But the chief indictment of a capitalistic ideal is perhaps something deeper even than humanitarian principle—something which concerns the profound, subtle & pervasive hostility of capitalism, & of the whole essence of mercantilism, to all that is finest & most creative in the human spirit. As mentioned in the preceding pages, business & capital are the fundamental enemies of human worth in that they exalt & reward the shrewdly acquisitive rather than the intrinsically superior & creative. Pro-capitalists are prone to slobber over the “free competition” in economics which “rewards the worthy & punishes the shiftless”. Very well. Let’s see how the worthy are rewarded. Let us list a few of the most incontestably superior minds & personalities in the modern capitalistic world & see whether capitalism has given them its highest rewards. Albert Einstein. Romain Rolland. Bertrand Russell. H. G. Wells. George Santayana. Thomas Mann. John Dewey. W. B. Yeats. George Bernard Shaw. M. & Mme. Curie-Joliot. Heisenberg. Planck. Eddington. Jeans. Millikan. Compton. Ralph Adams Cram. Sigmund Freud. Ignacio Zuloaga. Theodore Dreiser. Julian & Aldous Huxley. Prof. G. Elliot Smith. Are these the word’s richest people today? And in the past did capitalism award its highest benefits to such admittedly superior persons as Poe, Spinoza, Baudelaire, Shakespeare, Keats, & so on? Or is it just possible that the real beneficiaries of capitalism are not the truly superior, but merely those who choose to devote their superiority to the single process of personal acquisition rather than to social service or to creative intellectual or aesthetic effort . . . . . those, & the lucky parasites who share or inherit the fruits of their narrowly canalised superiority?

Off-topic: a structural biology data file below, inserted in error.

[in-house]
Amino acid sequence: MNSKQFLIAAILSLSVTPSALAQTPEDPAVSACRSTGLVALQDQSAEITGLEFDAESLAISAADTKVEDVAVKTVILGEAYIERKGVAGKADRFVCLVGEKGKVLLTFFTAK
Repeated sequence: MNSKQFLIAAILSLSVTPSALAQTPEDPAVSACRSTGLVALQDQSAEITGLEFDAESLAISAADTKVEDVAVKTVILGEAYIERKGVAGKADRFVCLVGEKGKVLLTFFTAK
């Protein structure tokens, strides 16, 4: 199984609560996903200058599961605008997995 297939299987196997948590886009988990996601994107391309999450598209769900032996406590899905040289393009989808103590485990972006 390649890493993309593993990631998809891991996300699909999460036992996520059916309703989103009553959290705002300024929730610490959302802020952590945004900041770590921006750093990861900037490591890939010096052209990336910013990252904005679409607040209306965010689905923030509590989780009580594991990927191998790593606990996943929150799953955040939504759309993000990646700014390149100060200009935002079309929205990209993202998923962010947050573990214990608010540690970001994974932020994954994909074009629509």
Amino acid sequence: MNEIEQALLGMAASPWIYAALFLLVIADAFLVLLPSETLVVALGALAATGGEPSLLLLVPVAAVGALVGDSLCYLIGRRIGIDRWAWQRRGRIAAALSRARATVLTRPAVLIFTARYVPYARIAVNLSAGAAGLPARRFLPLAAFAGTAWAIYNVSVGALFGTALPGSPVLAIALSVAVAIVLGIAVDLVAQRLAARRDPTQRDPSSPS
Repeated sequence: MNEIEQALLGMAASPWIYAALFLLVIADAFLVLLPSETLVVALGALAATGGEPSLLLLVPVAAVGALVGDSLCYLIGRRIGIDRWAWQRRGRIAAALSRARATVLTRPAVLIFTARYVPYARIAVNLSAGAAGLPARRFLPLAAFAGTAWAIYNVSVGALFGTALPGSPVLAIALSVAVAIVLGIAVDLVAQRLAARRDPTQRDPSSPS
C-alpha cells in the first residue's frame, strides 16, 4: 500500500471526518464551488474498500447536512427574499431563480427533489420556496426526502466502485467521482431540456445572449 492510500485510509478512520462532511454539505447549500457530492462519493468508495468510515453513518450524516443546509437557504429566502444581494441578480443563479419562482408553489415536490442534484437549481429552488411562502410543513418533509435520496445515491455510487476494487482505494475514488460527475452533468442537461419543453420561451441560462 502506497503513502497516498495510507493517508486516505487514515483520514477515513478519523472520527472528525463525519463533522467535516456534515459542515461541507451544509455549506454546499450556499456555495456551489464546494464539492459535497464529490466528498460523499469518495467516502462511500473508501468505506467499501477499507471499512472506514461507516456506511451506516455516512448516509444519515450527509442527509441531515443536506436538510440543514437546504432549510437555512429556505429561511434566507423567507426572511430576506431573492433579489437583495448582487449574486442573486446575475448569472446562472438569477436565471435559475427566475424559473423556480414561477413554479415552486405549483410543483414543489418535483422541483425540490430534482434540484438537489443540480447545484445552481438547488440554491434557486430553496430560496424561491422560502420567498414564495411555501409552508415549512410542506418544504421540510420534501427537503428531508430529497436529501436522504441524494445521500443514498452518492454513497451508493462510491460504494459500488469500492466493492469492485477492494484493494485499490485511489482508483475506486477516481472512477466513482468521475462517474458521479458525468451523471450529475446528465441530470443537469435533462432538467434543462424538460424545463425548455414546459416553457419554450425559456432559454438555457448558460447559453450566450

DESCRIPTION: In a letter to fellow writer C. L. Moore, Lovecraft criticizes capitalism for rewarding those who “devote their superiority to the single process of personal acquisition” instead of those who contribute to the arts and sciences.

CITATION: Lovecraft, H. P. “To C. L. Moore.” 20 Oct. 1936. Letters to C. L. Moore and Others. Edited by David E. Schultz and S. T. Joshi, Hippocampus Press, 2017, pp. 175-85.

A Most Unusual & Brilliant Character